Handling Food Allergies with In-Flight CateringJuly 24, 2014 by Roger Leemann
In-flight catering chefs operate according to a completely different set of guidelines from those of a typical restaurant or catering chef. Because of the small, enclosed environment to which their food is consumed, we have to be more mindful of the dietary requirements of the guests. Our guests cannot simply leave and go to another restaurant.
The focus on great food is still apparent in the in-flight catering industry, and is still the chef’s core competency, but we also realize the responsibility we have to ensure the food safety of all guests. In the past this focus on safety was centered on how the food was prepared and delivered. Today, the focus on food safety goes much deeper and centers on the actual ingredients or allergens contained within the food.
The connection between what we eat and how we feel has led to a focus on ingredients. Indeed, there are eight ingredients (listed in order of prevalence) that cause 90% of all food-related reactions. They are:
Food allergy reactions can range from anything as common as stomach discomfort, to anaphylaxis, which is a potentially life-threatening reaction unless immediately treated with a dose of epinephrine. It is important for anyone working with food to be familiar with the signs of anaphylaxis and the process to stabilize the individual until the aircraft can land, and medical professionals can take over.
With the climbing numbers of food allergies in the past several years, now instead of simply asking if passengers want “wheat or white,” you should also ask if “there are any allergies onboard.” The answers should be communicated not only to the caterer, but to the crew as well, for their meals may contain allergens that can affect the passengers onboard the aircraft.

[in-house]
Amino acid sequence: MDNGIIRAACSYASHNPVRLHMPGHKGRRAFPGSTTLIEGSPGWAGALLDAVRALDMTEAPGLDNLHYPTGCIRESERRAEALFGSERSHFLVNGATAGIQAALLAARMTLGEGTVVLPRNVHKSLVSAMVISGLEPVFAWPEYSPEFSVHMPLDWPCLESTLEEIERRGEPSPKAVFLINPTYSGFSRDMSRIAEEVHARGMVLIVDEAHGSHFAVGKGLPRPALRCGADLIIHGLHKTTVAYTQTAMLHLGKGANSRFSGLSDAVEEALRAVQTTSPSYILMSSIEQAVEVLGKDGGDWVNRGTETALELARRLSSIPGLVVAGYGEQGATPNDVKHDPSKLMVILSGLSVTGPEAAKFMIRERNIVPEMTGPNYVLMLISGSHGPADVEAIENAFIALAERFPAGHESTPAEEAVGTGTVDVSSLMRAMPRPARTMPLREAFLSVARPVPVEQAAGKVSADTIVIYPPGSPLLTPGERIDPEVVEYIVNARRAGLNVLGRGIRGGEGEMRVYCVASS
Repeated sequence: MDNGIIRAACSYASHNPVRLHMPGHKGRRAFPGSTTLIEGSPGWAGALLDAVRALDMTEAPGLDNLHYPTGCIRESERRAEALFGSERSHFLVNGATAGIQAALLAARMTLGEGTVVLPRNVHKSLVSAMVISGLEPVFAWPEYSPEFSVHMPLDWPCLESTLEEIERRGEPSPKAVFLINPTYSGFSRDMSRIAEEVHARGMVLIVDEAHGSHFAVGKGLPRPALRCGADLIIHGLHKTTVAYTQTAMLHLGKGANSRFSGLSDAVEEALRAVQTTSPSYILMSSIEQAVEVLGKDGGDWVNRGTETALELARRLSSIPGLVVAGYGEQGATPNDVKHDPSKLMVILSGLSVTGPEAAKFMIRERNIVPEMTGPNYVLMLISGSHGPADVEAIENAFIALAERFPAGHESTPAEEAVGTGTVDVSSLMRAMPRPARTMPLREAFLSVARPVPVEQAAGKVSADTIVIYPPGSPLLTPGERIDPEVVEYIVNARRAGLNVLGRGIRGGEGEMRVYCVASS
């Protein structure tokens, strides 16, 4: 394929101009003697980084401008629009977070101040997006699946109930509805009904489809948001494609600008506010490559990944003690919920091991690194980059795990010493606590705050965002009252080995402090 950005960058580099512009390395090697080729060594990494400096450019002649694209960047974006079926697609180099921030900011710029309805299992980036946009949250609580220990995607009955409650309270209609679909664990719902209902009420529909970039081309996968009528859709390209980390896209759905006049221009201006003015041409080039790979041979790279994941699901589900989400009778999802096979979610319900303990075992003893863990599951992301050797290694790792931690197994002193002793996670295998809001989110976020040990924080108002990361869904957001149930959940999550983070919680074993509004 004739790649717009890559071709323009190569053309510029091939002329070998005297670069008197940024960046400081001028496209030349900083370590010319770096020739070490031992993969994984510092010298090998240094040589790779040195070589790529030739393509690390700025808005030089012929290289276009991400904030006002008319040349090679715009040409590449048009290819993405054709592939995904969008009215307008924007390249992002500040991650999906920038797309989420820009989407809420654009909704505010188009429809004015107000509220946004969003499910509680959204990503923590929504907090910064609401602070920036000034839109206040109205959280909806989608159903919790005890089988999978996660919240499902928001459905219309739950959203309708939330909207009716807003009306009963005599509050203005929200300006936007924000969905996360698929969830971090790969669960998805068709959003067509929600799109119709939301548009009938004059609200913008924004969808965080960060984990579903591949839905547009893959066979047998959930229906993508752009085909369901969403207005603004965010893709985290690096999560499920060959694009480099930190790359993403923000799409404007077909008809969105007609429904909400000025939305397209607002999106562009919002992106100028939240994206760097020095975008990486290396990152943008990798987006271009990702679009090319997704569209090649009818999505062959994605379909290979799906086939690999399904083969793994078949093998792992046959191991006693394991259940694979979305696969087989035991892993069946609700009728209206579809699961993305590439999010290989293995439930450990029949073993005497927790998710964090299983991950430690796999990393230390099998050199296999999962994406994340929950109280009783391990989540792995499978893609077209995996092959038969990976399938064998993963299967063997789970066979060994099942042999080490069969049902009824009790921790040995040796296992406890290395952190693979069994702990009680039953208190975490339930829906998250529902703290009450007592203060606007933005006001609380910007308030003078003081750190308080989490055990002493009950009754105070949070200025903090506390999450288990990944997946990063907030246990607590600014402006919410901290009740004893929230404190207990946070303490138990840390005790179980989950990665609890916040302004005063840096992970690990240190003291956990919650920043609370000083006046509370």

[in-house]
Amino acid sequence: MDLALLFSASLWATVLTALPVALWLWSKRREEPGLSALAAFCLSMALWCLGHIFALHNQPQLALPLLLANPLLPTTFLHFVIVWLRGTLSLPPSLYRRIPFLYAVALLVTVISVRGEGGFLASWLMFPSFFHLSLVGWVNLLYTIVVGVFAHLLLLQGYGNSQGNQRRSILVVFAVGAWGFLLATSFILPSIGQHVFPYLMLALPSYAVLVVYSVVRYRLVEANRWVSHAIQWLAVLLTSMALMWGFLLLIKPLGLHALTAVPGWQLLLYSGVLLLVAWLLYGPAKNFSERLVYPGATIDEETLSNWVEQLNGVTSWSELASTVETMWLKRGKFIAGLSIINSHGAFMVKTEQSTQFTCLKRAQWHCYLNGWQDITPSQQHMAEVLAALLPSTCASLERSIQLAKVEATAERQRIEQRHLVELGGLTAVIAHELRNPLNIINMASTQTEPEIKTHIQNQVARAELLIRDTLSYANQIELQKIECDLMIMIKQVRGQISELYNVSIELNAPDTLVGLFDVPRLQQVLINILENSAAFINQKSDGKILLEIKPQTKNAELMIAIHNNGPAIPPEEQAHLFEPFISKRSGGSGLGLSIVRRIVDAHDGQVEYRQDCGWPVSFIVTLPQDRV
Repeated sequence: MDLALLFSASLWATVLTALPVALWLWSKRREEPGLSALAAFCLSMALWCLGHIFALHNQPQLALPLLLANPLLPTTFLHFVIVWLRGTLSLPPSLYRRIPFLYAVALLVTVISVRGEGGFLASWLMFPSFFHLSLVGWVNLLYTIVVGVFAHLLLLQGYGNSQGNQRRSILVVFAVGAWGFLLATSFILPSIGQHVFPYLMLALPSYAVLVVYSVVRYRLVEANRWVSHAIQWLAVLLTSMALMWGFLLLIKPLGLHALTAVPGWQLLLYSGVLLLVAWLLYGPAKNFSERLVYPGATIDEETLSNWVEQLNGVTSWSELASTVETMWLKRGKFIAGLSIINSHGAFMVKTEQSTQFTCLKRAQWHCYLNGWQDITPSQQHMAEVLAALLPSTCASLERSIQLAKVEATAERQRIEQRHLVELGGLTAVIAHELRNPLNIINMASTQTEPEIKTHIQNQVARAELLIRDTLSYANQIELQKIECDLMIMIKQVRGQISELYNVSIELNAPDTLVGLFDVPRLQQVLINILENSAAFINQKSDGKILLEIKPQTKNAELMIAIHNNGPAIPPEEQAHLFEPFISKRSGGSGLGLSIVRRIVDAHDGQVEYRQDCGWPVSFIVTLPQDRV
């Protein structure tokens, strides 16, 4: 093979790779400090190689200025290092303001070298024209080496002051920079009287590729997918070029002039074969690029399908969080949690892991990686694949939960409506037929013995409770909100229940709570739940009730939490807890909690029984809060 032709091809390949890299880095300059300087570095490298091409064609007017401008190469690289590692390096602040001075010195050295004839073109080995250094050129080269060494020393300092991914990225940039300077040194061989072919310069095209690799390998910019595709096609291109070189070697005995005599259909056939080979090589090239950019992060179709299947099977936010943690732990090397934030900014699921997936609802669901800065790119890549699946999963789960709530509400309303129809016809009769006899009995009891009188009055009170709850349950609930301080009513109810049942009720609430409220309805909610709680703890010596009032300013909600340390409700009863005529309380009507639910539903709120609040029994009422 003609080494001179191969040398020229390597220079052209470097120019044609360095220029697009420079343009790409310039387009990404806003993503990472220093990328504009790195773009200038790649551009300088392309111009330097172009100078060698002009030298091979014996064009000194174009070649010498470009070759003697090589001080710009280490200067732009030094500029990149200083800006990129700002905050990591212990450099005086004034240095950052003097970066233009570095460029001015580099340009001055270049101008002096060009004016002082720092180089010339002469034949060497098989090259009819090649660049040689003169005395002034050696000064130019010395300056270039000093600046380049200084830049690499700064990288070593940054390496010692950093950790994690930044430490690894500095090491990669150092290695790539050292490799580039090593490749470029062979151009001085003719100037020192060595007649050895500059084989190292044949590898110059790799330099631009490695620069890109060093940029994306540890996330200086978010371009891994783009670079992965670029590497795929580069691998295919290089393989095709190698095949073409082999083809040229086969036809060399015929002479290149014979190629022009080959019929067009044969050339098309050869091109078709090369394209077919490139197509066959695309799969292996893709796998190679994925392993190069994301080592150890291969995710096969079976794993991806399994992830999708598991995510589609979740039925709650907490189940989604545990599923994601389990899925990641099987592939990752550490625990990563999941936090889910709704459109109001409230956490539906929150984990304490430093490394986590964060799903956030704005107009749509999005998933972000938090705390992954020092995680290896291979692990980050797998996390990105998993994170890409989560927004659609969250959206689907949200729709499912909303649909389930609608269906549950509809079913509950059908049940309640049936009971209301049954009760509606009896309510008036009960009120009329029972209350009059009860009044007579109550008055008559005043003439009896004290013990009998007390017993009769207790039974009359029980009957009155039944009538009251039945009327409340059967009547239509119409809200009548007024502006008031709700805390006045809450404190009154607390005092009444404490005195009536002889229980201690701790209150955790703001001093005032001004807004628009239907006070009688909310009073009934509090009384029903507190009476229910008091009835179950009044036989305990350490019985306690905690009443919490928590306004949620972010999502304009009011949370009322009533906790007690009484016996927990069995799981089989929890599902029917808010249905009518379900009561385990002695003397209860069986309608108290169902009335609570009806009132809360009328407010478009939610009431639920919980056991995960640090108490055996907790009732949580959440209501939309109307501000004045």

It is typical that “Allergy Flights” are devoid of allergens for the entire passenger manifest. Due to the small space in a private jet, it is very easy to cross-contaminate allergens, either through contact or through the air. Making sure that an offending allergen is eliminated from the catering and crew meals is just a start. The focus should also be turned to the “onboard” aircraft stock. Eliminating the introduction of new allergens is futile if there are already allergens stocked on the aircraft. The key here is to read the entire label and, “when in doubt, throw it out.”
Reading ingredient labels is very important on many levels. Labels can tell you “nut-free” and other information. Several brands will even make the top eight allergens bold in their ingredients list or provide a disclaimer at the end of the ingredients listing the allergens. A good rule of thumb is that if you don’t understand the ingredient list, then it is not safe for use on your allergy flight. Additionally, if someone has a nut allergy, it is much safer that they have a fruit tray for dessert rather than a cookie tray.
There is such a wide variety of food and preparation styles that allergens are typically easily avoided. The goal for in-flight catering chefs is to exceed expectations for the passengers’ culinary experience regardless of any dietary restriction.
If you have any questions about this article or about in-flight catering, contact me at firstname.lastname@example.org.